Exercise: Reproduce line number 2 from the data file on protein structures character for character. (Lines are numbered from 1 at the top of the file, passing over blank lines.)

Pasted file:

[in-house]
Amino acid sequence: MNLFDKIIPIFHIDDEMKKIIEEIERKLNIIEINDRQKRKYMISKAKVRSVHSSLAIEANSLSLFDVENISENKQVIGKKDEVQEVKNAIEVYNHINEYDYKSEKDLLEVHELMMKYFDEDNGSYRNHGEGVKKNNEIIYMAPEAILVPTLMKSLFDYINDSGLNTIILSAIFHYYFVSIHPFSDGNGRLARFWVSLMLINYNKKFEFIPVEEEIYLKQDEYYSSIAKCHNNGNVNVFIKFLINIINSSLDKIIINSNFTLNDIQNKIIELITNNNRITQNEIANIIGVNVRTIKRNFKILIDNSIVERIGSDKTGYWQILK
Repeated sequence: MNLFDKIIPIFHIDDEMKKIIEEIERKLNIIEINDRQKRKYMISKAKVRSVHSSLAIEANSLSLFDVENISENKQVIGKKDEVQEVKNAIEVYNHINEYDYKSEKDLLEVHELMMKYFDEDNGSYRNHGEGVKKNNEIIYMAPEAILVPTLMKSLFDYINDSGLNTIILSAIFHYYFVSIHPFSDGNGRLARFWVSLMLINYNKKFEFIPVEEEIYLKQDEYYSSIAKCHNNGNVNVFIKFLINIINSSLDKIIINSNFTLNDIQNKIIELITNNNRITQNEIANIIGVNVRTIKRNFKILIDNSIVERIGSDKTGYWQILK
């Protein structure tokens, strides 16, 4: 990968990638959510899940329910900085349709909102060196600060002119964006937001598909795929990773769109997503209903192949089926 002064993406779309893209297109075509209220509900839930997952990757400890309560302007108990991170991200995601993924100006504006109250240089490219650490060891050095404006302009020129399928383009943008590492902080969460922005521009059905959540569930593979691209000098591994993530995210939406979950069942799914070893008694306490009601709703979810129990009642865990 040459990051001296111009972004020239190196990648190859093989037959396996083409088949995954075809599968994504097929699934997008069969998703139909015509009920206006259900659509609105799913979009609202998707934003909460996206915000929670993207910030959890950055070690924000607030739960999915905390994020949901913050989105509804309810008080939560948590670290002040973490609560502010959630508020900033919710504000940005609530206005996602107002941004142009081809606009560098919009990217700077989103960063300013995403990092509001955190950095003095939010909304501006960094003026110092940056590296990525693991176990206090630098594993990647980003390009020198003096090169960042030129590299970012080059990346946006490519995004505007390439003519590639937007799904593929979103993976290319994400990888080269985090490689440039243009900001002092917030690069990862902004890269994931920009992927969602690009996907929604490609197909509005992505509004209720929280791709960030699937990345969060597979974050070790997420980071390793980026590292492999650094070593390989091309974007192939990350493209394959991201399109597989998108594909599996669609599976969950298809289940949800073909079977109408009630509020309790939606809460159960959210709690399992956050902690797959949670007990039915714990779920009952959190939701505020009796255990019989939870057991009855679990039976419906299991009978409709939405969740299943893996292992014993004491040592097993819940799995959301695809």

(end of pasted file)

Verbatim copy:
Amino acid sequence: MNLFDKIIPIFHIDDEMKKIIEEIERKLNIIEINDRQKRKYMISKAKVRSVHSSLAIEANSLSLFDVENISENKQVIGKKDEVQEVKNAIEVYNHINEYDYKSEKDLLEVHELMMKYFDEDNGSYRNHGEGVKKNNEIIYMAPEAILVPTLMKSLFDYINDSGLNTIILSAIFHYYFVSIHPFSDGNGRLARFWVSLMLINYNKKFEFIPVEEEIYLKQDEYYSSIAKCHNNGNVNVFIKFLINIINSSLDKIIINSNFTLNDIQNKIIELITNNNRITQNEIANIIGVNVRTIKRNFKILIDNSIVERIGSDKTGYWQILK